Link: Silicon Valley Needs a Foreign Policy
This is actually one of the better articles that I have read in quite a while. It touches upon the disconnected nature of tech companies within the U.S. and the general lack community in order to collectively bargain with Congress on behalf of their interests in the foreign policy arena.
I would be interested in working to facilitate that type of communication.
Now that I am back to the States, I can now start getting into a routine. Though, I must admit that I have been having a little reverse culture shock. It’s definitely a strange feeling to be back in a sprawled out city of about 2 million people versus a city of about 9 million in Buenos Aires.
Either way….I haven’t had too much time to meddle with my Python adventure, but that will be changing soon. I’ll have more structured time this summer with having the internship in DC, so I’ll definitely be able to keep up with a couple hours of self-learning each day. I am excited to really get this process rolling, because I feel so behind. After realizing that I have lost out on almost ten years of learning, I feel extremely driven to learn as much as possible as soon as possible.
That being said, I have been reading a few articles on TechCrunch and ran across this article, Startup Act 2.0: Great For Foreign Graduate Students, But Not Foreign Tech Entrepreneurs, it briefly discusses the new legislation in Congress. Here is the link to the text of the legislation if you’d like to check it out. I find the bill to fall short. Obviously, it will take a larger initiative than this to meet the demand for skills jobs in the next few decades. I suppose this is a start though. This summer I will actually be researching different STEM education initiatives, more generally entrepreneurial programs in regards to education, so I hope I’ll be able to develop a stronger sense of how to tackle this issue within the States. Time will tell.
Though I do not have much time for anything other than my research project, I have taken up a personal project to learn the programming language Python. There is much debate about which language a person should learn first, so it took some thought and consideration. After all, this type of decision could be life altering to some degree.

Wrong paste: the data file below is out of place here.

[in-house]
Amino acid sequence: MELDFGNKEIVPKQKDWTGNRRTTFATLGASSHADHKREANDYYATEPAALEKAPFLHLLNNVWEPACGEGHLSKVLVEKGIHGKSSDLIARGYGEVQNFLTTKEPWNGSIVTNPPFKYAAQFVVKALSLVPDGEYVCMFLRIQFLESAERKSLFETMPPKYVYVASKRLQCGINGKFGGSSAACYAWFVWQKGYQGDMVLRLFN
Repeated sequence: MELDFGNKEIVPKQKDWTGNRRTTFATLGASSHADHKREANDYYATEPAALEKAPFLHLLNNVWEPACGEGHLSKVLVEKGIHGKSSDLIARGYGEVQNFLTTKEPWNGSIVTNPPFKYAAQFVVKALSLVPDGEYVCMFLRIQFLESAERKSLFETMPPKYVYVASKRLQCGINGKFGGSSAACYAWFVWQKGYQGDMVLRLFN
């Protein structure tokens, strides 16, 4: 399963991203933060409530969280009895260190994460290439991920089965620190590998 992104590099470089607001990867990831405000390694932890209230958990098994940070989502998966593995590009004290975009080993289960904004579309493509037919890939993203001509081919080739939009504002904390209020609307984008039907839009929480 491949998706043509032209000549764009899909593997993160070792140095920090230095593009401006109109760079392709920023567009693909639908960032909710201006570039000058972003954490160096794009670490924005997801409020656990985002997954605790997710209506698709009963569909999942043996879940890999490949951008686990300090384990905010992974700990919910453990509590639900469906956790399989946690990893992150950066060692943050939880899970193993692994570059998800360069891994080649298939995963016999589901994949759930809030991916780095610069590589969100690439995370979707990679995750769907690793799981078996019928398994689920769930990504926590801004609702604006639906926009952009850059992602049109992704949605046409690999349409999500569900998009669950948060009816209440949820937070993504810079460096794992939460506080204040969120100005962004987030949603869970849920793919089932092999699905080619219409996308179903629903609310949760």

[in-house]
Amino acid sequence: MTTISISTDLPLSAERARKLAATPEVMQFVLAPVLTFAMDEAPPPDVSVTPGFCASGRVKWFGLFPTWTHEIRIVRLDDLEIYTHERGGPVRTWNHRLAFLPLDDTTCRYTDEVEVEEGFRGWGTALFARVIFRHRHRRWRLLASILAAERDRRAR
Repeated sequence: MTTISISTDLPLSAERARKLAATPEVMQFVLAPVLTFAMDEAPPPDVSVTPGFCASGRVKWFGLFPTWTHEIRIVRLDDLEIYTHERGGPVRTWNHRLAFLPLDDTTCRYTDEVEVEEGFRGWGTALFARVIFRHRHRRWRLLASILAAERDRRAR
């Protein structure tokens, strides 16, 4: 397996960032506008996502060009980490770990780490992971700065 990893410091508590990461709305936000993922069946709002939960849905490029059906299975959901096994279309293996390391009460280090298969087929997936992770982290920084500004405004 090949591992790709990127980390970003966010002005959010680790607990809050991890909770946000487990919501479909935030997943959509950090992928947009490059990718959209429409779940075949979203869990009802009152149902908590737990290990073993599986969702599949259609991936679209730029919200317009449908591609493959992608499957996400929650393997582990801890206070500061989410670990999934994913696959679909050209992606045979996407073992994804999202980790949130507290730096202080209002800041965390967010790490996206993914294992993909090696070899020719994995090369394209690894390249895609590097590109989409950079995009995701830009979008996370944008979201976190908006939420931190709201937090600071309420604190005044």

From what I have read, Python is a fairly straightforward language. In the past I have meddled around with XHTML and CSS (which I am fully aware are not programming languages) and I even tried teaching myself C++ by reading a book my friend gave to me a couple years ago. Anyway. After I finally decided to take up Python as my next personal challenge, I then had to decide how to approach my learning methodology. More research (which I like to think has something to do with my ISP but it really doesn’t) and hours of googling later, I found my starting points.
Because I get rather bored doing one thing at a time, I have decided to learn Python by using the the infamous book that claims doing and repetition are key elements to mastery called Learn Python the Hard Way by Zed A. Shaw, slightly silly but informative video tutorials on The New Boston made by none other than Bucky Roberts, and last but not least a more formal online course at Udacity called CS101 Intro to Computer Science (also an introduction to Python by means of building a rudimentary search engine) led by Prof. David Evans. I will probably attempt The Python Challenge at some point in the middle of everything to get my feet wet. Besides, I hear it’s fun. They are each extinct in their manner of teaching which will be useful for learning.
I hope that once I have completed each of these methods to review each one. So be on the look out!
**On a side note: My independent research project is going well and is actually due for presentation and evaluation in five days on Wednesday. I hoped to have had more written at this point, but I have actually been reading a couple of books on constructivism theory in the pedagogical sense due to the heavy consideration that OLPC gives to the matter as well as trying to find mechanisms online where teachers can submit Sugar software suggestions/complaints/bugs. It has been a bit difficult and I have found a couple, but there are largely inactive. I am told that they are out there by a couple of developers, but it seems to me that there is a problem if I have been actively searching for two weeks with little success.